Snow fell on Crescent Gardens as dozens of women gathered to march through town and mark the centenary of the first women gaining the right to vote.
Cold hands proudly clutched at a sea of votes for women placards - each one bearing an important and powerful message. The weather paled into deep insignificance as every Harrogate school and community group taking part took time to reflect on the unimaginable suffering and sacrifices of women who fought and campaigned for the vote.
Standing shoulder to shoulder with communities across the UK in honouring the centenary of the 1918 Representation of the People Act, students from Harrogate Ladies’ College and Harrogate Grammar School joined organisations including the Harrogate and District Soroptimists to march from Crescent Gardens to the new council offices in Knapping Mount.
Residents cheered and car horns beeped their support as the march made its way through the streets of Harrogate. Organised by the Mayor of the Borough of Harrogate, Coun Anne Jones, everybody taking part each had very special and different reasons for proudly wearing their votes for women sashes on Tuesday morning - 100 years to the day since the Act was passed, giving women over 30 and “of property” the right to vote.
Representing Harrogate Spa Ladies, June Anstey said: “We are marching in honour of the suffragettes. The way they suffered so much but didn’t give up, it’s so admirable, and I admire people who never give up. The march draws attention to votes for women, and brings it to the fore.”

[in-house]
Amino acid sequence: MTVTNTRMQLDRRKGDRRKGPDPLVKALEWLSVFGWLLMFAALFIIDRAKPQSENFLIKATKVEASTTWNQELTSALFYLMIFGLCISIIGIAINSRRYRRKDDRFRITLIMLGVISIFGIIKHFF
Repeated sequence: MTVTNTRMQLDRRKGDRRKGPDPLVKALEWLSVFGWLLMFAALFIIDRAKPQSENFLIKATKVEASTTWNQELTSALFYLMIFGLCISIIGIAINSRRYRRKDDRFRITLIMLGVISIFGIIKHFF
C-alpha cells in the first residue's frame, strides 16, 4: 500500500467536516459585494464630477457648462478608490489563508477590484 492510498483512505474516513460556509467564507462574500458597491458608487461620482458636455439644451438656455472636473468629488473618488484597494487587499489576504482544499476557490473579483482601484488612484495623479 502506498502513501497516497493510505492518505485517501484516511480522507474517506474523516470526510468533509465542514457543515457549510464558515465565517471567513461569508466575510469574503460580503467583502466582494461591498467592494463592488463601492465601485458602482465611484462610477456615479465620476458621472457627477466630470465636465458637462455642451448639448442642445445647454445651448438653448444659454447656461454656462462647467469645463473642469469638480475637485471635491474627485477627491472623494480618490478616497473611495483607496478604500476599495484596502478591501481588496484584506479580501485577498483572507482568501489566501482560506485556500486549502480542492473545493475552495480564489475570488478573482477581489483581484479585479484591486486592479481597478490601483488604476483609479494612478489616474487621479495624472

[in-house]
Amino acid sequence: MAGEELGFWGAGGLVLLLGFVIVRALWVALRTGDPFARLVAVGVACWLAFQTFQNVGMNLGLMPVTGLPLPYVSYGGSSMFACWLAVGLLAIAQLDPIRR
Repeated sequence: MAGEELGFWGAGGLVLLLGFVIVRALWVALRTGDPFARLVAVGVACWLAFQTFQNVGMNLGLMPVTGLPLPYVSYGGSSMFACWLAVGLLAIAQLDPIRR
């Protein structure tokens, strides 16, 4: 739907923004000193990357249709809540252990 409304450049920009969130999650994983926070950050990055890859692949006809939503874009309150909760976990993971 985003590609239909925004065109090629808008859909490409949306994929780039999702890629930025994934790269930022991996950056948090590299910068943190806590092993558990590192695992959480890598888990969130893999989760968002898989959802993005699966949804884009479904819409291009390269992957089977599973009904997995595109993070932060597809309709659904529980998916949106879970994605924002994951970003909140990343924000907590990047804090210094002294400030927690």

Although the event was not about party politics, there was cross-party support of the march to celebrate the progress that has been made - though there was also recognition that the fight is still ongoing.
Viviane Morris and Helen Shay from the Women’s Equality Party said: “We are carrying on where they left off.” The President of the Harrogate and District Soroptimists, Nicola Harding, said: “We are still fighting, I still can’t believe that we didn’t have the vote. The march today is a reminder that getting the vote only happened relatively recently.”
Soroptimist members Sandra Frier and Sandra Jowett said the organisation is passionate about continuing the fight for equality
Sandra Frier said: “It is important to make sure that women continue to get a better place in society - better jobs, more senior positions, and equality across the board.”
Pat Shore added: “I am a great believer in equality for all - not just women, everybody. We should be given the same opportunities, and it is important to recognise what women did 100 years ago.”
Representing RAF Menwith Hill, Josie Cullina, Sue Bell and Hellen Curtis agreed it is important to remember that this was only the start of women getting the vote, and that Harrogate should always remember the huge sacrifices made to get to the 1918 Act alone.
Harrogate Grammar School student Ellen Young carried a placard with a copy of her favourite quote from Emmeline Pankhurst printed on it - the same quote she has had pinned up on her fridge since she was four years old.
Ellen said: “I just think it’s incredibly important to remember what went before us. Being born today, we have so many privileges that we just completely take for granted, but our great grandmas would have struggled and all their work will have gone unknown, and their possessions given to their husbands.”
The Mayor said she hopes the memory of the march will always stay with those who took part.